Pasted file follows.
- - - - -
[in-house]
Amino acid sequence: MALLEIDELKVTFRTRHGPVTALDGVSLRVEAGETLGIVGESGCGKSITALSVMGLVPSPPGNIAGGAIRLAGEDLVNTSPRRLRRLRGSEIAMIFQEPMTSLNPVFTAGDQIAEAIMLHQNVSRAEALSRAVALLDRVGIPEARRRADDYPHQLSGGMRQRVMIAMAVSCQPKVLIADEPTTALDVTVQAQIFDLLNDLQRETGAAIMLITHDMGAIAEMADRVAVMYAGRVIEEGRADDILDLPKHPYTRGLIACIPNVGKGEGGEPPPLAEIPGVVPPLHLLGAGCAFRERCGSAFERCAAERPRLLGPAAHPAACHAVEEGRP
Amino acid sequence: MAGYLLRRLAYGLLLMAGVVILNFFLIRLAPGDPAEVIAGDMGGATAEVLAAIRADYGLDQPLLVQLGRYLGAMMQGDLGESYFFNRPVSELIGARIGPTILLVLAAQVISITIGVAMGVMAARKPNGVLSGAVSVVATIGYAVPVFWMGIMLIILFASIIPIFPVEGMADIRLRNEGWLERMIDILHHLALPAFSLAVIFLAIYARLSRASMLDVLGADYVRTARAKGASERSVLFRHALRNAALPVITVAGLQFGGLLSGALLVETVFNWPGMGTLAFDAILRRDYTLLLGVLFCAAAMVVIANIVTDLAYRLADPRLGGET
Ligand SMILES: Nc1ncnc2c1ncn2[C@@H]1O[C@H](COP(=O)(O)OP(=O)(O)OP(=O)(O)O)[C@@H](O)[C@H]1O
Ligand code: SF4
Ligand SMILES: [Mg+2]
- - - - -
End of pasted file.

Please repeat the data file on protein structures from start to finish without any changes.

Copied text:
[in-house]
Amino acid sequence: MALLEIDELKVTFRTRHGPVTALDGVSLRVEAGETLGIVGESGCGKSITALSVMGLVPSPPGNIAGGAIRLAGEDLVNTSPRRLRRLRGSEIAMIFQEPMTSLNPVFTAGDQIAEAIMLHQNVSRAEALSRAVALLDRVGIPEARRRADDYPHQLSGGMRQRVMIAMAVSCQPKVLIADEPTTALDVTVQAQIFDLLNDLQRETGAAIMLITHDMGAIAEMADRVAVMYAGRVIEEGRADDILDLPKHPYTRGLIACIPNVGKGEGGEPPPLAEIPGVVPPLHLLGAGCAFRERCGSAFERCAAERPRLLGPAAHPAACHAVEEGRP
Amino acid sequence: MAGYLLRRLAYGLLLMAGVVILNFFLIRLAPGDPAEVIAGDMGGATAEVLAAIRADYGLDQPLLVQLGRYLGAMMQGDLGESYFFNRPVSELIGARIGPTILLVLAAQVISITIGVAMGVMAARKPNGVLSGAVSVVATIGYAVPVFWMGIMLIILFASIIPIFPVEGMADIRLRNEGWLERMIDILHHLALPAFSLAVIFLAIYARLSRASMLDVLGADYVRTARAKGASERSVLFRHALRNAALPVITVAGLQFGGLLSGALLVETVFNWPGMGTLAFDAILRRDYTLLLGVLFCAAAMVVIANIVTDLAYRLADPRLGGET
Ligand SMILES: Nc1ncnc2c1ncn2[C@@H]1O[C@H](COP(=O)(O)OP(=O)(O)OP(=O)(O)O)[C@@H](O)[C@H]1O
Ligand code: SF4
Ligand SMILES: [Mg+2]